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Paris felon gets suspended sentence for possessing firearm

PARIS — A Paris man pleaded guilty Friday morning in Oxford County Superior Court to being a felon in possession of a firearm and fraudulently obtaining a hunting license, two days after pleading guilty in federal court to the same charges.

Stephen Bean, 55, was sentenced to two years in jail, with all time suspended, two years of probation, and ordered to pay a $250 fine for each charge.

After Bean pleaded guilty in federal court Wednesday, a judge ordered him to serve three years of probation and pay a $2,000 fine.

Andrew Bean, Stephen’s brother, and David Foster, both of Paris, were also arrested in connection with the case. Investigators said the men were found with guns near Christian Ridge Road in Paris. Each had been forbidden to possess firearms because of previous convictions.

According to Maine’s criminal records database, Stephen Bean was convicted on a felony charge of operating after habitual offender revocation in 2006, after which he was barred from possessing a firearm.

When they were charged, the Bean brothers and Foster were among five being investigated for trespassing by the Maine Warden Service, which received complaints from landowners who had posted their land against hunting in 2015, including neighbor Troy Ripley.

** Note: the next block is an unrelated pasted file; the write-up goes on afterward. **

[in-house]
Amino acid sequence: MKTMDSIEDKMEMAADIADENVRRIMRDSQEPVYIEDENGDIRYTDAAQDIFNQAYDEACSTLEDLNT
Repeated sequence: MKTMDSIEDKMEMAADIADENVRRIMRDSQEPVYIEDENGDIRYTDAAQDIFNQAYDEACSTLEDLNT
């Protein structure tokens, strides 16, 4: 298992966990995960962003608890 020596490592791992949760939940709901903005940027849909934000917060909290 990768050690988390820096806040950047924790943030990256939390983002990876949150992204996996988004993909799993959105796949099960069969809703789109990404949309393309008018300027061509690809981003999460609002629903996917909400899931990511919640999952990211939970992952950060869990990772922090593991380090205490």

In 2006, Ripley’s 17-year-old daughter, Megan, was shot to death by another Bean brother, Timothy, in a hunting incident.

Assistant District Attorney Joseph O’Connor told Active-Retired Justice Robert Clifford on Friday morning that the state was seeking different probation conditions than the federal court, because of the history between the Beans and the Ripleys.

O’Connor said that while Ripley had called for leniency in Timothy’s sentencing, and showed a “remarkable amount of compassion,” he also reported that the Bean family had been “harassing him and his family since shortly after” Ripley’s daughter was shot.

“One condition that was not included in the federal court’s sentencing was a ‘no contact’ provision,’” O’Connor said. “We will be asking, as a special condition, that Mr. Bean have no contact with Troy Ripley, his family, or his property.”


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